Thursday, January 13, 2011

Thinking about KidLitCon

This year will mark the fifth KidLitCon - a conference for bloggers in the kidlitosphere (from all perspectives (author, teacher, librarian, editor, etc) and for all age ranges from board book to YA). Colleen and Jackie, this coming year's co-organizers, have posted a survey to get input about what people have liked at prior KidLitCons and what people would like to see at this one.

I made it to the first three events, sadly missing this year's, and plan to go this year, so I quickly filled out the survey. But I wanted to write about what I said here in case it sparks reactions in any of y'all. (Plus, ya know, urge you to go fill out the survey!)

For me, a lot of the fun of the event is meeting people who share the same passion - children's literature - and love to talk about it. I like meeting fellow bloggers... and I like having group events where we're all thrown together rather than small groups breaking off into familiar clusters. I get the sense that we can be... not clique-y, as most of us don't know each other that well, but insular: we find folks we know/feel comfortable with/only see once a year and don't make the effort to meet others. Those of us who've been doing this awhile now probably need to lead the effort to introduce folks around.

This is not to say, by the way, that I wouldn't instantly pull up a chair so I can talk with, say, Mother Reader since I haven't seen her in so long. I will do exactly that. It's to say that we all need to be aware that each year brings us folks who know no one among us.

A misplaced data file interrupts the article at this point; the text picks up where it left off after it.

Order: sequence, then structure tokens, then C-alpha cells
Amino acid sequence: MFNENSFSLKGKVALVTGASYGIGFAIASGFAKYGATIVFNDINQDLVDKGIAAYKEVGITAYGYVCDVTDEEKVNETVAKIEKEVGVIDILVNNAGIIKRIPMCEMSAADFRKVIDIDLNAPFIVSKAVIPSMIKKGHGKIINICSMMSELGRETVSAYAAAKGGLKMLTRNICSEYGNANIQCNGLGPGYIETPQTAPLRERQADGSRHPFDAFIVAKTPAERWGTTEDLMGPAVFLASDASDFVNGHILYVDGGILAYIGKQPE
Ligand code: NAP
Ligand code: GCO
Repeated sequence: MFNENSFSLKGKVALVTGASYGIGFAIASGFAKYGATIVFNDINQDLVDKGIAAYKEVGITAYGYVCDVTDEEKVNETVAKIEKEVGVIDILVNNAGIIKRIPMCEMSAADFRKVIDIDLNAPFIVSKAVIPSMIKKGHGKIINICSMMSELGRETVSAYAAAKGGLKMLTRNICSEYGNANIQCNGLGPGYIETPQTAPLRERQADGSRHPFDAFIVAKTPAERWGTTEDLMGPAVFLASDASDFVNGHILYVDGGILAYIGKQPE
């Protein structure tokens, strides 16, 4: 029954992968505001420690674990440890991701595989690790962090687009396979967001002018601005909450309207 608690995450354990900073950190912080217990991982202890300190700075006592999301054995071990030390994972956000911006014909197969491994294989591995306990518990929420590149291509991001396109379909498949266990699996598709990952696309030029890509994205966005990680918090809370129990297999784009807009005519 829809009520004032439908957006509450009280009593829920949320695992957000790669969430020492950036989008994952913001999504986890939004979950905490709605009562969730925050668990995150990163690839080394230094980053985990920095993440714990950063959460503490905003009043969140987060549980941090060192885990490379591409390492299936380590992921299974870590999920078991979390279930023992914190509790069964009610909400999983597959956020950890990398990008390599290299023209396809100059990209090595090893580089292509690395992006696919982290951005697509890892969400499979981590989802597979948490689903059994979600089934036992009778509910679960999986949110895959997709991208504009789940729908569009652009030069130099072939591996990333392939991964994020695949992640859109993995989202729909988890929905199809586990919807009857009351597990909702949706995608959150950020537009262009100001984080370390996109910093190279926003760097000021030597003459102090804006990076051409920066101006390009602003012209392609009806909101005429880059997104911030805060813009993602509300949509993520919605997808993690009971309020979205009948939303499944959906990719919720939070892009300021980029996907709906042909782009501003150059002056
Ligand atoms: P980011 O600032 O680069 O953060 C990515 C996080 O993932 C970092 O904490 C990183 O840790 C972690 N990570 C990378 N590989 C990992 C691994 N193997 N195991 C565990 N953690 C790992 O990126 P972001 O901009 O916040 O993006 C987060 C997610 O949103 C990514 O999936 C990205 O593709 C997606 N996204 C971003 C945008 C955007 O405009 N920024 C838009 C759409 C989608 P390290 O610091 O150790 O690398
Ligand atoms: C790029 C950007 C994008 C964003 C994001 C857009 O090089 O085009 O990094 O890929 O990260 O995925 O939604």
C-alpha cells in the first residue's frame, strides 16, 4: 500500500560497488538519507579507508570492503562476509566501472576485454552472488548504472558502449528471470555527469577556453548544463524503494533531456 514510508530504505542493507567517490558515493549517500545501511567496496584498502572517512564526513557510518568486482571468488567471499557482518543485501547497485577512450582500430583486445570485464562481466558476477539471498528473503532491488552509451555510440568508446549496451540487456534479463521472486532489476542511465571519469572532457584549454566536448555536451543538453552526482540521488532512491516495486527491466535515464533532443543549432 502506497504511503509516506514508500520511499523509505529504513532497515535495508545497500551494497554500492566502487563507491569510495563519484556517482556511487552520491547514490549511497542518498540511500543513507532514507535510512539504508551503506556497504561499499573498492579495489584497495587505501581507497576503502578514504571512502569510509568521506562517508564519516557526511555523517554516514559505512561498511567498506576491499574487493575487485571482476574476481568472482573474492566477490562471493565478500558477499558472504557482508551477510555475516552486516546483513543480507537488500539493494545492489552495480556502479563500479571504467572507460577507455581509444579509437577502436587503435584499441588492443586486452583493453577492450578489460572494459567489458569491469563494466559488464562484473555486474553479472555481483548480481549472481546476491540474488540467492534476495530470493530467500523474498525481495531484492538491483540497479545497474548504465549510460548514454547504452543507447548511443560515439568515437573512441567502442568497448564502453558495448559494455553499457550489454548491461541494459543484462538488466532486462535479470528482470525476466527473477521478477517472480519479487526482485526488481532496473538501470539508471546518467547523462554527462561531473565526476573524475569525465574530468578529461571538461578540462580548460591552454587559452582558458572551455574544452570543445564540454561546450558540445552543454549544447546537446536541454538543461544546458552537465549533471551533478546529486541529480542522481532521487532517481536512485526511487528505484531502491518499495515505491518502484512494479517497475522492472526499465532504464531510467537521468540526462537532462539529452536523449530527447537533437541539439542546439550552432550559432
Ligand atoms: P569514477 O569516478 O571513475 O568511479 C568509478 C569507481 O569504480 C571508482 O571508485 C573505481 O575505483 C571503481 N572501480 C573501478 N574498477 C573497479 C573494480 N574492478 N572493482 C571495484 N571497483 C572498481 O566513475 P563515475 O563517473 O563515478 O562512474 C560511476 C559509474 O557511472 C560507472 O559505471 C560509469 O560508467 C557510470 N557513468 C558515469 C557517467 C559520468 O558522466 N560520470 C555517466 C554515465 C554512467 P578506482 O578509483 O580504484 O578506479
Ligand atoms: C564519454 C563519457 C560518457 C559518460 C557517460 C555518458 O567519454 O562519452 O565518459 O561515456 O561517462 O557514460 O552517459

In terms of panels, well, this is tougher. With 100ish people there, we're all gonna be at different levels, we all come from different perspectives, and we all have different priorities. I think the goal in panels has to be balance: some topics appeal to all equally, some have a strong, specific focus (reviews), some technical, some creative.  I think we always need to look at topics that we as a community can grapple with together (how blogs can help books find an audience, for example), and I think we need to focus on how to help the kidlitosphere move beyond speaking to the hard-core, committed book lovers of the world and into becoming a voice that creates new hard-core, committed book lovers.

Those are my first-blush thoughts, also shared via the survey. I hope you'll all chime in on the survey or here in the comments. And I hope to see you at KidLitCon!

7 comments:

Beth G. said...

I've never been to a KidLitCon, but I'm hoping to go this year!

MotherReader said...

Great thoughts and well-put. I'm excited about the new opportunity the fifth year gives us to really look at what we've done and how it can be better.

One of the things I think is most important to broaden our outreach during the conference is to make sure that there is a Friday evening event - and to really encourage folks to consider it as part of the experience. When I've had a bit of time to reconnect with my BFF's - blogging friends forever - I feel a little more open to spending the next day meeting more new people.

Shelly B said...

Sounds like a great time! I would love to be able to attend one year so that I could actually meet many of the KidLit bloggers that I follow and chat with online.

Amy LV said...

I would love to talk about how we can invite more people to join this community, particularly teachers who often do not know how much valuable information they can find in the kidlitosphere!

LaurieA-B said...

I am looking forward to being part of the conference this year, especially as it is here in Seattle. I am a middle school librarian in Seattle Public Schools, so I can help with Amy LV's idea to invite educators to participate in KidLitCon.

(Personal to Greg: Perhaps we can have a family dinner with your cousin Judy Pincus Amster and the rest of the Amsters? She's my mother-in-law and lives a few blocks from me.)

Gregory K. said...

Thanks for the thoughts, y'all. And I do hope to see all of you in Seattle! (And Laurie - perhaps we can!)

Charlotte said...

I agree with Amy--I feel sometimes as if we just talk to each other, and that there are hoards of people out there who would value all the disperate children's book things we do, if only they knew about them!